Mental Health News and Research RSS Feed - Mental Health News and Research

Listening to religious music decreases anxiety about death among older Christians

A new article published online in The Gerontologist reports that among older Christians, listening to religious music is associated with a decrease in anxiety about death and increases in life satisfaction, self-esteem, and sense of control over their lives. In particular, listening to gospel music is associated with a decrease in anxiety about death and an increase in sense of control. [More]
Dopamine replacement therapy liked with decline in depressed Parkinson patients' cognitive function

Dopamine replacement therapy liked with decline in depressed Parkinson patients' cognitive function

A group of scientists from the University of Kentucky College of Medicine and the Sanders-Brown Center on Aging has found interesting new information in a study on depression and neuropsychological function in Parkinson's disease (PD). [More]
Viewpoints: Obamacare still has more challenges; GOP needs to help make law work; census change is not Obama's decision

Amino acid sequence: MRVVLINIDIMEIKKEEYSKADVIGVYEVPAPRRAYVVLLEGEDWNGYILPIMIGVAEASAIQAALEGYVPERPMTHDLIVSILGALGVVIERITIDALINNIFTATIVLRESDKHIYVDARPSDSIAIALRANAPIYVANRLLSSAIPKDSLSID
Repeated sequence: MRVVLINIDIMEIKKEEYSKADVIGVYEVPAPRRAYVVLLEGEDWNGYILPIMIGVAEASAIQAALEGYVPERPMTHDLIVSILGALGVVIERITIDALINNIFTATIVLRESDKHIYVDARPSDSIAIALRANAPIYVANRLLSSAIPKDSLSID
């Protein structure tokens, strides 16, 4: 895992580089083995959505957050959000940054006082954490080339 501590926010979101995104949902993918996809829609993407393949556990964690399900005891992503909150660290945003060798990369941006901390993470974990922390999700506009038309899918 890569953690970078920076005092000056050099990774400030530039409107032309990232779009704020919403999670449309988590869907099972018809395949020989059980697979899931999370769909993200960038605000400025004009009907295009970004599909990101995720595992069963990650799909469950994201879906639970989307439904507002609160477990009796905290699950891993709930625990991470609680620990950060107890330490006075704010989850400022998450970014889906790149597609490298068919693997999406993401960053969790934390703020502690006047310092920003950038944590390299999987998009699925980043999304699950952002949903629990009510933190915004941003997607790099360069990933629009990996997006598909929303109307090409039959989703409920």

Viewpoints: Obamacare still has more challenges; GOP needs to help make law work; census change is not Obama's decision

The first open enrollment period under the Affordable Care Act ended this week with roughly 7.5 million people obtaining policies through the new state insurance exchanges, including more than 1.3 million at Covered California. [More]
Older women with gumption score high on compassion

Older women with gumption score high on compassion

​Researchers at the University of California, San Diego School of Medicine report that older women, plucky individuals and those who have suffered a recent major loss are more likely to be compassionate toward strangers than other older adults. [More]

Children with Tourette syndrome may unconsciously train brain to effectively control tics

Children with Tourette Syndrome (TS) may unconsciously train their brain to more effectively control their tics. [More]